Wednesday, April 17, 2013

data collection, take 2

Data collection again. After dinner, we walked into the village. We’re only 45 minutes from Shanghai, and yet we could be in a different world. Out the hospital window I can see farm fields, and a man cycling by. I am struck by the absence of human sound. Here, the void of noise—the incessant honking, hacking, ringing, and chatter of Shanghai—almost takes on a life of its own. It is 4:30 and the streets are filled with small children, green kerchiefs tied around their necks, and awash with a soft, buttery light. We visit a fruit vendor: a group of three chatty ladies who delight in feeding us raw sugar cane and winter melon. I am such a novelty here, and I get extra fruit for being meiguoren (American).  

my coworker/roomie  munching on some sugar cane

An old man, who thinks I am German because of my yellow hair, invites me to try his erhu, a traditional two-stringed instrument that looks like a combination of violin and banjo. With a simple sweep of his bow, my new friend produces a delicate, almost weeping melody. Of course, when I try, it sounds like a creaky door swinging shut. He’s a recent retiree, it turns out, and he is learning how to play the instrument while a puppy plays at his feet. The store shops are all open air, and their wares spill on to the street: fruit, tools, appliances, clothes. Half of the vendors are taking a siesta, and the other half are chatting to each other. Above the shops, clotheslines wave gently in the breeze, and through some open windows I can see women beginning to prepare the evening meal.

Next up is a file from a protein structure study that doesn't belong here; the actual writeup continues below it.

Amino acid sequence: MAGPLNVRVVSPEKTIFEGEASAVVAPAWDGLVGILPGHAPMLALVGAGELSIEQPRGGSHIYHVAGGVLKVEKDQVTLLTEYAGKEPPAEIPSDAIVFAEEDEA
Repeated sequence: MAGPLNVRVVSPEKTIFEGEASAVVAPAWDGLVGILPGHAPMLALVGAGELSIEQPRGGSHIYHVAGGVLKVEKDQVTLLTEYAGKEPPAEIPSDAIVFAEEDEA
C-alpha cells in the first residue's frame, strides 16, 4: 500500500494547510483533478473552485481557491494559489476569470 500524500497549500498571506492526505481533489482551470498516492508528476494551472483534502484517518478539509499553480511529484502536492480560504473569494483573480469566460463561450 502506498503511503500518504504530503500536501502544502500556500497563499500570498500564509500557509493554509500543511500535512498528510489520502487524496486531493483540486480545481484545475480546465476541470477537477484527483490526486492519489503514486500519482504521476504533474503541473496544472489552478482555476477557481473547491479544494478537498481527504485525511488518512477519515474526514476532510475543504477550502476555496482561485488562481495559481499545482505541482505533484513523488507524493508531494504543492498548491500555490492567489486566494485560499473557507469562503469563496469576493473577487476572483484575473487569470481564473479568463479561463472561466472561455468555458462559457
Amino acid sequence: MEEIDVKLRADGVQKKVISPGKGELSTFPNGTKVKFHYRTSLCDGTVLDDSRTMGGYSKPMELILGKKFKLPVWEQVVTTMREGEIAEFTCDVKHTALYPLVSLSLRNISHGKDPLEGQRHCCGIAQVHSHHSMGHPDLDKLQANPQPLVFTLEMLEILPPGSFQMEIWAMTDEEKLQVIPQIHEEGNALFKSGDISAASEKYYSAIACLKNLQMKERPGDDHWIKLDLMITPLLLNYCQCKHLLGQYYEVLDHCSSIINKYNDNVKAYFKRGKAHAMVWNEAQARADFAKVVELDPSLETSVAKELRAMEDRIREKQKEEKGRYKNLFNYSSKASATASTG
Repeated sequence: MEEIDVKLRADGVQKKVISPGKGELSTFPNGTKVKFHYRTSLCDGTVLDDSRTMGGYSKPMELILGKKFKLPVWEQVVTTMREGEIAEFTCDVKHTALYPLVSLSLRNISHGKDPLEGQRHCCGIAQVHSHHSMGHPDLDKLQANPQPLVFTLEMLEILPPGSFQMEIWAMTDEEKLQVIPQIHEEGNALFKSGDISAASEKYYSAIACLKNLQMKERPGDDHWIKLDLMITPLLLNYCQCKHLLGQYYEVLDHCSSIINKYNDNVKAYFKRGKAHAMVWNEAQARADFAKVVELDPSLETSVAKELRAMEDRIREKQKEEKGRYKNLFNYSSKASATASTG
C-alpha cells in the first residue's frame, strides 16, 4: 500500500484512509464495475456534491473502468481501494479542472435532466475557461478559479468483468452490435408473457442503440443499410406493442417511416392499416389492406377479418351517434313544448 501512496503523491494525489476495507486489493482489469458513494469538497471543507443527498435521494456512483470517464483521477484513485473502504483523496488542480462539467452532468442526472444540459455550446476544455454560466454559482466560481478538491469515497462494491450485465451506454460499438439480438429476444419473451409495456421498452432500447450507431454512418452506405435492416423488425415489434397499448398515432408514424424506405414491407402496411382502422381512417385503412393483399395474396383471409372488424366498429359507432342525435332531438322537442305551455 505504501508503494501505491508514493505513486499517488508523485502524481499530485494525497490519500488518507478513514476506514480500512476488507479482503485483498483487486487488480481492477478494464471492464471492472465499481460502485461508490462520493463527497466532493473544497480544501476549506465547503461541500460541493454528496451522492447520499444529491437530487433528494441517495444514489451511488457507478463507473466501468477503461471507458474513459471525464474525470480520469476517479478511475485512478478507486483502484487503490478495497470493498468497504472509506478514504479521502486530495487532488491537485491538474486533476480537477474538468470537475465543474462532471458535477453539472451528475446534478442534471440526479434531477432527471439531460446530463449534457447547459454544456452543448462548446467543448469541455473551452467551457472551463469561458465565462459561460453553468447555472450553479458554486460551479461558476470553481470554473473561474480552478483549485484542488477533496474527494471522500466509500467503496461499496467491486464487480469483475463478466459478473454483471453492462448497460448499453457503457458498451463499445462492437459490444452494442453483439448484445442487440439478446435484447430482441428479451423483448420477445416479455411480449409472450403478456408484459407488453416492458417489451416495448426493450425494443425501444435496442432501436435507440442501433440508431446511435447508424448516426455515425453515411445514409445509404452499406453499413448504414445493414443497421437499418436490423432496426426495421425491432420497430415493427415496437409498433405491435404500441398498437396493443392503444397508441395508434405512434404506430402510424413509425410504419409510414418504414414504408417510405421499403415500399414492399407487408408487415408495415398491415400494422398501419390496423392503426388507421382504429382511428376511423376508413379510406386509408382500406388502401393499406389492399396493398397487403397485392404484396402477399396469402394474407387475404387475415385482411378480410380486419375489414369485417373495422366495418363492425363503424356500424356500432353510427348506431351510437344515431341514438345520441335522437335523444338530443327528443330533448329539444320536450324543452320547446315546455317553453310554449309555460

my new pal and his lil' pal

Even here, sugary beverages abound: every third shop is part-convenience store, stocked with an array of packaged drinks from plum juice to sugared coffee to Coke. Processed snacks are everywhere: bags of dried chicken feet, tofu strips, candied fruit and chocolates; instant noodles galore, seaweed-flavored pringles, what appear to be hot dogs glistening under a heat lamp.

sugary bevs galore

I have trouble understanding why people would want to eat the processed, packaged stuff when there is an abundance of fresh, hot snacks and meals prepared on the streets: steamed buns, meat skewers, grilled sweet potatoes, and fruit galore. Fresh food seems so much more accessible than in the US, where “fast” usually means a trip through a drive through, vending machine, or heating up a frozen meal. Maybe it’s because everything is new and therefore novel to me, but China’s food culture goes to show that food that is fast doesn’t need to be “fast food.” I would hate to see that disappear in favor of green-tea flavored Oreos and KFC.

In any case, we stroll back to the hospital, carrying between us a basket of strawberries, and sharing hot xiaobing (a slightly sweet flat bread made on the street). I tear off a steaming piece with my hands and savor it, grateful at least for now that, some snacks are package-free.

gratuitous dog shot

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